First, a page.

CPI-M leader keeps away from his ‘Occupy Singur’ movement

July 3rd, 2012 - 11:49 pm ICT by IANS  

Mamata Banerjee Kolkata, July 3 (IANS) Much of the sheen of the “Occupy Singur” movement in West Bengal was lost after CPI-M lawmaker Abdur Rezzak Mollah, who had given the call, opted out Tuesday apparently following a party directive.

At a seminar last week, Mollah had given the call for starting an “Occupy Singur” movement from Tuesday on the lines of “Occupy Wall Street” for the benefit of the unwilling farmers of the rural belt, from whom land was alleged to have been forcibly taken away by the erstwhile Left Front government in 2006 for the Tata Motors’ Nano small car plant.

However, as Mollah kept away, various radical left outfits visited the Hooghly district spot and took out a rally.

“Rezzak Mollah had expressed his desire to join the movement. He himself had given the call ‘Occupy Singur’. But the fact is that he belongs from a party which itself had occupied the land. So it may be a party directiveand he backed out from the movement,” said Kartick Pal, secretary, Communist Party of India-Marxist-Leninist.

However, Pal refused to accept that Mollah’s absence had affected the movement.

“More than 6,000 people joined the movement. Everybody has supported our movement there. What we have demanded is that the farmers of Singur should get back their land,” said Pal.

Mollah, who was land reforms minister during the Left regime, is known as a loose cannon in political circles for his repeated out-of-turn remarks against a section of his Communist Party of India-Marxist leadership, especially former chief minister Buddhadeb Bhattacharjee and former industries minister Nirupam Sen.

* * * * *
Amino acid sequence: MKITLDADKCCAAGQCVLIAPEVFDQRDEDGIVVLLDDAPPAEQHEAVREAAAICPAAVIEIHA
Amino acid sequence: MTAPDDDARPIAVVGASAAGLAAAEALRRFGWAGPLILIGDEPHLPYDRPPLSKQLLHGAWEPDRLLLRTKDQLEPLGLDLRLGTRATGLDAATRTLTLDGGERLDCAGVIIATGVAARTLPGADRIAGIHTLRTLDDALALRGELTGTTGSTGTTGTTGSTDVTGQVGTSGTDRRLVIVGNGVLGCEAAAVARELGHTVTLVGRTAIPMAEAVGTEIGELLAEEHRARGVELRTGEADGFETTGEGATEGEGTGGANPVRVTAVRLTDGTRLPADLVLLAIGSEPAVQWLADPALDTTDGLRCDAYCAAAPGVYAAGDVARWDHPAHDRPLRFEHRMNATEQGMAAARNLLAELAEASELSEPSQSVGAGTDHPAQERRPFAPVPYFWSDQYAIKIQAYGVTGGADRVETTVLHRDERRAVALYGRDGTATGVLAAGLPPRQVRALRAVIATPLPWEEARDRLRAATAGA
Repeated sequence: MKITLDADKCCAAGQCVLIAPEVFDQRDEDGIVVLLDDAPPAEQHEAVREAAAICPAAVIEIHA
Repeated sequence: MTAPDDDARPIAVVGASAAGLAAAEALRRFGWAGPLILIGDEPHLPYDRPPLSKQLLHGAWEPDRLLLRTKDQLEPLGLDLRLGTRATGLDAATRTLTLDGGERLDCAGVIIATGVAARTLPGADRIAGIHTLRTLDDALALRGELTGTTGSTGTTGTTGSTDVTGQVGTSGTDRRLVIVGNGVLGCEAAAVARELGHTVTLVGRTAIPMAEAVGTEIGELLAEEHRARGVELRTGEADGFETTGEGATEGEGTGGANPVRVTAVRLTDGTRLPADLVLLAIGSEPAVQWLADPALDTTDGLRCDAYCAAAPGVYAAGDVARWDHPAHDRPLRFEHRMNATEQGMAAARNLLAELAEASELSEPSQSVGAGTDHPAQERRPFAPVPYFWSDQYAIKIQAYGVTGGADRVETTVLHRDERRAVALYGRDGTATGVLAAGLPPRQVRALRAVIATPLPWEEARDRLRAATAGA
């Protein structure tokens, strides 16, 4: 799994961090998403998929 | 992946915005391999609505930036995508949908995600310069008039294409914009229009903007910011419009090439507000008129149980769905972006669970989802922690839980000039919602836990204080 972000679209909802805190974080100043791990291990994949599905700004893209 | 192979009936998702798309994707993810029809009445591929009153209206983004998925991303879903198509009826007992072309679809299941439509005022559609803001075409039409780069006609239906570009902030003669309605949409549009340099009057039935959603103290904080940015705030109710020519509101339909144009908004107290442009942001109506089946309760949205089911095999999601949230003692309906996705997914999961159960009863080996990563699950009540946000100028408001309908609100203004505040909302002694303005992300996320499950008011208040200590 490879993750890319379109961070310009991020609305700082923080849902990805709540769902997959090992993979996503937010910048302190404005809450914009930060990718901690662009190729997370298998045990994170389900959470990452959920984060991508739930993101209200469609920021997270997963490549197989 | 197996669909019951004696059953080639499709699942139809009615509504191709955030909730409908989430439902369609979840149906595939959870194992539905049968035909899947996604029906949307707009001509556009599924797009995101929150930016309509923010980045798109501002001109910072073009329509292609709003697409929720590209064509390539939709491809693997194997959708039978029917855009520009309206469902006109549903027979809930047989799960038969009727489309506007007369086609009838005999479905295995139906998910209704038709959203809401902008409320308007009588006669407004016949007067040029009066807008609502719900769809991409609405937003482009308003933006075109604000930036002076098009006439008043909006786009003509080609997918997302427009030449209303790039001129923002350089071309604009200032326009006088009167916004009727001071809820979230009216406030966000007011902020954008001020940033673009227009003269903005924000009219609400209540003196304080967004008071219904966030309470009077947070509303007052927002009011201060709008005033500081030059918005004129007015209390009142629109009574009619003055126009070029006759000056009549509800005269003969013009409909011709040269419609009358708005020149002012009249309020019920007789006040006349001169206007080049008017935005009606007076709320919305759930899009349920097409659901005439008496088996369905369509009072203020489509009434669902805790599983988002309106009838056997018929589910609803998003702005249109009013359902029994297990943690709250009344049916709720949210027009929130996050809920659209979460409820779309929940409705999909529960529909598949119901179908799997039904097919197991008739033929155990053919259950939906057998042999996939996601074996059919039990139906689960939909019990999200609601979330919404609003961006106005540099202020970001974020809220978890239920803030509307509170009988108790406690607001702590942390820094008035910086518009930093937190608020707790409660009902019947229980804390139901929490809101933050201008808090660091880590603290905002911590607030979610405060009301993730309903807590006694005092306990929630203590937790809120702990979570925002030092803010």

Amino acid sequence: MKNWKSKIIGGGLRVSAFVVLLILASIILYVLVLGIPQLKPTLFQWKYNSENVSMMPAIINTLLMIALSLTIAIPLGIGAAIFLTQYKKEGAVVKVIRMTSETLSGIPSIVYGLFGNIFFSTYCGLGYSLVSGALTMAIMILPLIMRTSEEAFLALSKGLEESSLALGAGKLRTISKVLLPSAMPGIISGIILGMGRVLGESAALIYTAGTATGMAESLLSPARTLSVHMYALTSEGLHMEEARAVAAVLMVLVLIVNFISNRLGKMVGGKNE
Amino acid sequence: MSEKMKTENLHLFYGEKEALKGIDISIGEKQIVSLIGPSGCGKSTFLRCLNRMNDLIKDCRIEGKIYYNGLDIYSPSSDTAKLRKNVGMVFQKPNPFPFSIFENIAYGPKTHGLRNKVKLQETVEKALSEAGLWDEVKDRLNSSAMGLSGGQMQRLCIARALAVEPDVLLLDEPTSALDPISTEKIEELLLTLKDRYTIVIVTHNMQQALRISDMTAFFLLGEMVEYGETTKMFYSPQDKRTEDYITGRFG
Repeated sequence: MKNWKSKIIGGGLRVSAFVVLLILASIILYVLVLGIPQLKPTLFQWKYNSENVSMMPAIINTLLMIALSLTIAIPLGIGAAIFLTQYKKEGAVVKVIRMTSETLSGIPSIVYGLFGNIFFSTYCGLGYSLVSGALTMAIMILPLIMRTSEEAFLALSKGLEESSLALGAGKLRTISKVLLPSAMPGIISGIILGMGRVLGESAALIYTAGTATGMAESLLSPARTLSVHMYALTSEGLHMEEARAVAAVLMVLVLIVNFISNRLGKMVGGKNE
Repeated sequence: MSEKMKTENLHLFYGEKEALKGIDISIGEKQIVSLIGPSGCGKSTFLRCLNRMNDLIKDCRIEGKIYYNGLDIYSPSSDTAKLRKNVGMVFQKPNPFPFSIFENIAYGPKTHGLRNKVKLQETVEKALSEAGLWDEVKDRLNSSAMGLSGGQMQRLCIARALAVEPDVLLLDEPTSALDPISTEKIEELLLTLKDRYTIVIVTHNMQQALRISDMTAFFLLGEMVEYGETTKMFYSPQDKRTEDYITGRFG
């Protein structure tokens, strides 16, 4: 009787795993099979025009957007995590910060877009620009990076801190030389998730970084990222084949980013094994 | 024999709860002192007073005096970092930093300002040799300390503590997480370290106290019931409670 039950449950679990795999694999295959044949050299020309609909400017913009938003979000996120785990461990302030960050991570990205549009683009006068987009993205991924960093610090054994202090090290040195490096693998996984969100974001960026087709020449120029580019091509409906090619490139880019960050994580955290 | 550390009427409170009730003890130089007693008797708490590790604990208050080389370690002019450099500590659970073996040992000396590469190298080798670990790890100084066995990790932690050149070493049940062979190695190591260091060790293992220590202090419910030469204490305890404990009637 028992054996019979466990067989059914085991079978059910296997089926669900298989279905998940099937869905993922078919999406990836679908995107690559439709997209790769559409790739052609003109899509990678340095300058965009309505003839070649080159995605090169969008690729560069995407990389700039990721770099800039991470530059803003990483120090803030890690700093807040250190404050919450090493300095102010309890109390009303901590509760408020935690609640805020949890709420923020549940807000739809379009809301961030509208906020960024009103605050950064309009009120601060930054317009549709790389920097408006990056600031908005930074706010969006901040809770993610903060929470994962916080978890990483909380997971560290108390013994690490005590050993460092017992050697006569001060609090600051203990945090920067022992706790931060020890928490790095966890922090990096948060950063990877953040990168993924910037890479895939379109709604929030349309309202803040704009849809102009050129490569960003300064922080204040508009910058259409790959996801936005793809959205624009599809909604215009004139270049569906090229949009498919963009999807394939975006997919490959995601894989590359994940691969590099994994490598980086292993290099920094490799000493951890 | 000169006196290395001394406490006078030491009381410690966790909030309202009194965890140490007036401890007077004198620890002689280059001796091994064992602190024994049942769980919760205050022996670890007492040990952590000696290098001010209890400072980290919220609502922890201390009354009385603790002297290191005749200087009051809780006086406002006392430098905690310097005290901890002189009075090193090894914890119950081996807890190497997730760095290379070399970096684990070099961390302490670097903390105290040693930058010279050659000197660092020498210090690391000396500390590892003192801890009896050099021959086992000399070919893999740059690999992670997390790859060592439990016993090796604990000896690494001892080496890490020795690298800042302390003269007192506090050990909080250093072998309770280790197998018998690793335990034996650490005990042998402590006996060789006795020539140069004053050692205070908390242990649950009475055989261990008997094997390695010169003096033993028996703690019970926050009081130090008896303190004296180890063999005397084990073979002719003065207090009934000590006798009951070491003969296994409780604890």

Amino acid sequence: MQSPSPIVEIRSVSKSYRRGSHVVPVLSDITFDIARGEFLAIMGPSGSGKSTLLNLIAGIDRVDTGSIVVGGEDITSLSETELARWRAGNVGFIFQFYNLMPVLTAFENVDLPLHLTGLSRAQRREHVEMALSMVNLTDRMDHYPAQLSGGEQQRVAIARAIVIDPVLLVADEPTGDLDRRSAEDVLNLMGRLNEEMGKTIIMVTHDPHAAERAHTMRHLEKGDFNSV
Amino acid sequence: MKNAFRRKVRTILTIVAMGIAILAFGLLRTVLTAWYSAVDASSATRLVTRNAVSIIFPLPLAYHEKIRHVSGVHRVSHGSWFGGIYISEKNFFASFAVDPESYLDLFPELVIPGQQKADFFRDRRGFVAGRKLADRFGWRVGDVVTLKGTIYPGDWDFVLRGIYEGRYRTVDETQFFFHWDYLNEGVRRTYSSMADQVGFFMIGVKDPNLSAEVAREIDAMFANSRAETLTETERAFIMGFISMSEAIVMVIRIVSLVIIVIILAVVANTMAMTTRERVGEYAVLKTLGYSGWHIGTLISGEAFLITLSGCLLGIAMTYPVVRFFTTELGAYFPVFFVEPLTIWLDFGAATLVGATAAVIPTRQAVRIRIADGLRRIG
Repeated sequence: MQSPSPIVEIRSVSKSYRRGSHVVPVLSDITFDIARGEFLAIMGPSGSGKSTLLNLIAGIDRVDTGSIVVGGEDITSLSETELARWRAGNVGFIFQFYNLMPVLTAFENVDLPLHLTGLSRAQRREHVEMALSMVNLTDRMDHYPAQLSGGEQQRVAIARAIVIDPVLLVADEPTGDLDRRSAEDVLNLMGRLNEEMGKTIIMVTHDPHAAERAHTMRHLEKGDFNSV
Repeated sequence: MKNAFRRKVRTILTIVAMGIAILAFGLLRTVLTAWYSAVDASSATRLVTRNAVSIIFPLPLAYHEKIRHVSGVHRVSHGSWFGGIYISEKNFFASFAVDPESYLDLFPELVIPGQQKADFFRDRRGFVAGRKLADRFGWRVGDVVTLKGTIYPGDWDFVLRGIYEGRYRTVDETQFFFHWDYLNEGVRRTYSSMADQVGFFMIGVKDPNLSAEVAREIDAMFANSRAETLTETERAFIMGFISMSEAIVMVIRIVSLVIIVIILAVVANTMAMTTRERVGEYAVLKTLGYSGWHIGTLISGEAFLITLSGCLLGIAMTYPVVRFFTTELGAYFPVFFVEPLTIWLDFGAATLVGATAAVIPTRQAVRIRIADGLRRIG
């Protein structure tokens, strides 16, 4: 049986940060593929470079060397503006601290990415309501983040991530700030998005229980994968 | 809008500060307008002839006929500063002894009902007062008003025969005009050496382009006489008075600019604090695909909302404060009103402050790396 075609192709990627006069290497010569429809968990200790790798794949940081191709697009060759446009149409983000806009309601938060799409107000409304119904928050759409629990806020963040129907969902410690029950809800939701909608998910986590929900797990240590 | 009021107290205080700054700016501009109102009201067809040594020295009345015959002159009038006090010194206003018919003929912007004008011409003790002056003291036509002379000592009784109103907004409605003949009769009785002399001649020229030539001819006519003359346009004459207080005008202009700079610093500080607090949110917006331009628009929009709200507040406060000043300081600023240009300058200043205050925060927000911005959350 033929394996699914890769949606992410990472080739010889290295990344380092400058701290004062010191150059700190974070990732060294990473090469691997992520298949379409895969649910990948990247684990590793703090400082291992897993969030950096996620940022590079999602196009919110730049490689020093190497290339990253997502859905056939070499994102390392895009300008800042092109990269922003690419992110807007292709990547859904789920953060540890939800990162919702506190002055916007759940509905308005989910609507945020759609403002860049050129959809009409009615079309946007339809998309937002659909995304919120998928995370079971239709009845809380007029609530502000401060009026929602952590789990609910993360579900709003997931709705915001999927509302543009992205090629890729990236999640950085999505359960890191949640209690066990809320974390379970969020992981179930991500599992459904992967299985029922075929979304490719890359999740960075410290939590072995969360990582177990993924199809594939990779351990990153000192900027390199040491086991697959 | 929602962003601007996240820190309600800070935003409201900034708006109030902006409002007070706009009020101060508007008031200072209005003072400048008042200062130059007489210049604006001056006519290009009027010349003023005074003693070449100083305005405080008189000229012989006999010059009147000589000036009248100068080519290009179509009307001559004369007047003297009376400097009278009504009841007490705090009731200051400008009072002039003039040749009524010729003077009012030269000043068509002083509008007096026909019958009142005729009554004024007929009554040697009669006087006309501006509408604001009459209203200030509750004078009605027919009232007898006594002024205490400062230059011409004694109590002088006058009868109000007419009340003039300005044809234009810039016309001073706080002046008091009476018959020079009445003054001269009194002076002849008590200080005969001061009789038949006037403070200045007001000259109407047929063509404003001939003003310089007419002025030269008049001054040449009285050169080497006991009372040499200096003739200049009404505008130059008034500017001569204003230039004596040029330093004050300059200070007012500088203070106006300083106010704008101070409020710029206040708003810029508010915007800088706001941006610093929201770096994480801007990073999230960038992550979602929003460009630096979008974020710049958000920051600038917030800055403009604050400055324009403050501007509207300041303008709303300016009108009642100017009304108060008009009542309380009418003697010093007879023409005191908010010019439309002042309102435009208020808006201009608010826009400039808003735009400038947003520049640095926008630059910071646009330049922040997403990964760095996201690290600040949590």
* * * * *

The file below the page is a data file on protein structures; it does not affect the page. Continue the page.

During his tenure as minister, Mollah had openly protested against the procedure of land acquisition in the Singur area for the car plant.

The Mamata Banerjee government had repeatedly alleged that “Occupy Singur” movement is being covertly supported by the Maoists.

The automobile giant had to shift the plant to Gujarat following an intense peasant movement led by then opposition Trinamool Congress, which passed the Singur Land Rehabilitation and Development Act, 2011 soon after coming to power last year to return land to the unwilling farmers.

However, the government suffered a jolt with a Calcutta High Court division bench recently striking down the act for being “unconstitutional”.

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